Should we include lateral groundwater flows in global-scale hydrological models?
Groundwater is the world’s largest accessible source of freshwater and plays a vital role in satisfying basic need of human society. During dry periods, groundwater storage provides a natural buffer against water shortage, preserves evaporation in areas with shallow water tables, and sustains baseflows to rives and wetlands. Also, groundwater often flows across catchment boundaries at considerable rates, supporting water budgets of receiving catchments. Despite the importance of groundwater, most global-scale hydrological models do not include a groundwater flow component. The main reason of this missing component is the lack of consisting data. However, when current global-scale models move to finer resolutions, lateral groundwater flows across cells will get more important.
In this study we want to explore and quantify the effect of including lateral groundwater flows in a global global-hydrological model at different spatial scales, on different processes.
The following main research questions can be formulated:
1. How large is the groundwater contribution on water budgets of catchments or aquifers? How does this change with human water uses or changes in climate? (MSc project 1).
2. How are e.g. river drainage or energy fluxes influenced by lateral groundwater flows? How does this change with human water uses or changes in climate? (MSc project 2).
Both research topic will start with data analysis on previous model runs, with and without a groundwater flow component (the model that will be used is PCR-GLOBWB-MODFLOW). The data analysis includes model validation against available global-scale datasets or other model outcomes (e.g. discharge data, baseflow index maps). Potentially, new model runs will be done, e.g. for smaller parts of the world at higher resolutions.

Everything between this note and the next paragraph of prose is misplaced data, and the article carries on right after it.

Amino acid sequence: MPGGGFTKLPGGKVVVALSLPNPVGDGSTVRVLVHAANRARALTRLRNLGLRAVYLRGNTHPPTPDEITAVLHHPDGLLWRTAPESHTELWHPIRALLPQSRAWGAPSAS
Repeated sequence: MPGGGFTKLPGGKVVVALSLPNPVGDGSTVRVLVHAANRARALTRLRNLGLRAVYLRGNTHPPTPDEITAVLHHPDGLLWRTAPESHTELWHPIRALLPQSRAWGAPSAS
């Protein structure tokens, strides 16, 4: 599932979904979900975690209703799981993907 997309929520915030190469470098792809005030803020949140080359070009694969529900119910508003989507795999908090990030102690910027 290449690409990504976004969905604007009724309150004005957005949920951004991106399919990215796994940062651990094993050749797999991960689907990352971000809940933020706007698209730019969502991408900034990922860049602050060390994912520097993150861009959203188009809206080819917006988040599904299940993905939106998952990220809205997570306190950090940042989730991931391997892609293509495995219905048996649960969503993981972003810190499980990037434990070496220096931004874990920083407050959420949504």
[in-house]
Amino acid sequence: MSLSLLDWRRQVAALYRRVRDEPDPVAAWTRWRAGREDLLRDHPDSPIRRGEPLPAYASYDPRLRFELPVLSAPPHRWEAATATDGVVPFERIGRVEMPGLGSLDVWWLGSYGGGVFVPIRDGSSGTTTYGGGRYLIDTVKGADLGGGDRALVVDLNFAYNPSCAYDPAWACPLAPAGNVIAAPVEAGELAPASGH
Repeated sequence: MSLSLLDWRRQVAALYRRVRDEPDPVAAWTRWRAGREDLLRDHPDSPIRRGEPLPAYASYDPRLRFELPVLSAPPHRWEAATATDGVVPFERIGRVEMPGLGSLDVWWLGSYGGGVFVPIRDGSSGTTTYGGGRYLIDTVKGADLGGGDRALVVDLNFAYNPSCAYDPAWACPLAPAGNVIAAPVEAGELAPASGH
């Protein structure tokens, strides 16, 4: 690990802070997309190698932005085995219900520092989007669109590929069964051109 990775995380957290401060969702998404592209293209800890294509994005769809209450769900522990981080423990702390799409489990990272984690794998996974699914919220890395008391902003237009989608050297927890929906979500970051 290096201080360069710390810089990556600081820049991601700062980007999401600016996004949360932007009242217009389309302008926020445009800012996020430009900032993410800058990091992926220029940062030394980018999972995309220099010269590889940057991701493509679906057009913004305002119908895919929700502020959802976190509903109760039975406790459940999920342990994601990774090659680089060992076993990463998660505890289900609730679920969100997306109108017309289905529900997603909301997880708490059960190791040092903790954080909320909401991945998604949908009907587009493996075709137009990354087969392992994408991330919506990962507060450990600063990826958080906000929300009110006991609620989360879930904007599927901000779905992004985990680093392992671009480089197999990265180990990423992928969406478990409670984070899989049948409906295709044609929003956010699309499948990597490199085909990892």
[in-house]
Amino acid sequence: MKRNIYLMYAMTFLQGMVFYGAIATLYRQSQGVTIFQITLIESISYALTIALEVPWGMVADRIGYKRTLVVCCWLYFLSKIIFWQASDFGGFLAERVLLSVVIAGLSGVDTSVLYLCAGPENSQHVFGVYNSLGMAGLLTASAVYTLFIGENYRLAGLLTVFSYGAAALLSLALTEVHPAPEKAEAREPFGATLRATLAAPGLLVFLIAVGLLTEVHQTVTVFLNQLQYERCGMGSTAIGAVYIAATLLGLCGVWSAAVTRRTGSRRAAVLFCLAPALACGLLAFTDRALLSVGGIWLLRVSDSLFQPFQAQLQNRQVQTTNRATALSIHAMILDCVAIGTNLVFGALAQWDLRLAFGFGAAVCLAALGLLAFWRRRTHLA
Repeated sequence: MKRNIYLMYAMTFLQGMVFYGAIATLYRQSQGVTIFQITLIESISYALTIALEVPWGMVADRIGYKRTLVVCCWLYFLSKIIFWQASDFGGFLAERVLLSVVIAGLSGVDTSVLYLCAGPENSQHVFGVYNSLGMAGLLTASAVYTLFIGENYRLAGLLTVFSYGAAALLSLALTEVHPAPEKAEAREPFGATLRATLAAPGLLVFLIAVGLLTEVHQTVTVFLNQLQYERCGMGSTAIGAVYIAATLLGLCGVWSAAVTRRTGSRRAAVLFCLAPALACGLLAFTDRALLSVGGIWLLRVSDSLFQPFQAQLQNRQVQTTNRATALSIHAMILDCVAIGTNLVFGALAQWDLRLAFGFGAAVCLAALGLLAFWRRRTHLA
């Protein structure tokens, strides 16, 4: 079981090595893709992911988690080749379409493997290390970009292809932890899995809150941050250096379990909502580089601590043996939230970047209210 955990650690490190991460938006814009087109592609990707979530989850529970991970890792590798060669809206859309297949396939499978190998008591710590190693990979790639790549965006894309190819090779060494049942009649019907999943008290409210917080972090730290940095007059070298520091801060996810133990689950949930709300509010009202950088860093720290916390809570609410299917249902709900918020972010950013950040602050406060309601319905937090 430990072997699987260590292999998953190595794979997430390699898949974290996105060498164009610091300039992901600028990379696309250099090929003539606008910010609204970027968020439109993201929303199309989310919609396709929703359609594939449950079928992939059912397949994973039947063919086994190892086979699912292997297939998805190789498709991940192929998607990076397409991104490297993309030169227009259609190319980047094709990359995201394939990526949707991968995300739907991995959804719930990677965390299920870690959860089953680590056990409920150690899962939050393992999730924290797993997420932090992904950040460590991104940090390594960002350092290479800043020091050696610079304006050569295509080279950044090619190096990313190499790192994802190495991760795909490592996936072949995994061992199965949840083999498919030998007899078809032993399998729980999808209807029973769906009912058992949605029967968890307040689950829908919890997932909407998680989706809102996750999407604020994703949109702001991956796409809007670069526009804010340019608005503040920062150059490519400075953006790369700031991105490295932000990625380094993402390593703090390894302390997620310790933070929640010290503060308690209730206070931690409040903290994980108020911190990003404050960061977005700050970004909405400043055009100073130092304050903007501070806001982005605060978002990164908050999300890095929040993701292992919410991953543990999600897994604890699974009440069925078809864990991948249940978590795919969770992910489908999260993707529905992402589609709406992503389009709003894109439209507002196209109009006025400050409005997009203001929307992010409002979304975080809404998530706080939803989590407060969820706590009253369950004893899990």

These projects require to apply and further develop skills and data processing and analysis (e.g. in R). General knowledge about modelling obtained during the MSc courses is needed. Programming skills and experience with Linux is not required. However, willingness to learn is a must. Also, an interest in global-hydrology is required.
First: Dr. Inge de Graaf (email@example.com)
Global hydrological model: e.g. Van Beek et al. (2011), Global monthly water stress: 1. Water balance and water availability, WRR.; De Graaf et al. (2017), A global-scale two-layer global groundwater model, ADWR.
Shaller and Fan (2008), River basins as groundwater exporters and importers: Implications for water cycle and climate modelling, J. of Geoph. Res.; Kollet and Maxwell (2008), Capturing the influence of groundwater dynamics on land surface processes using an integrated, distributed watershed model, WRR.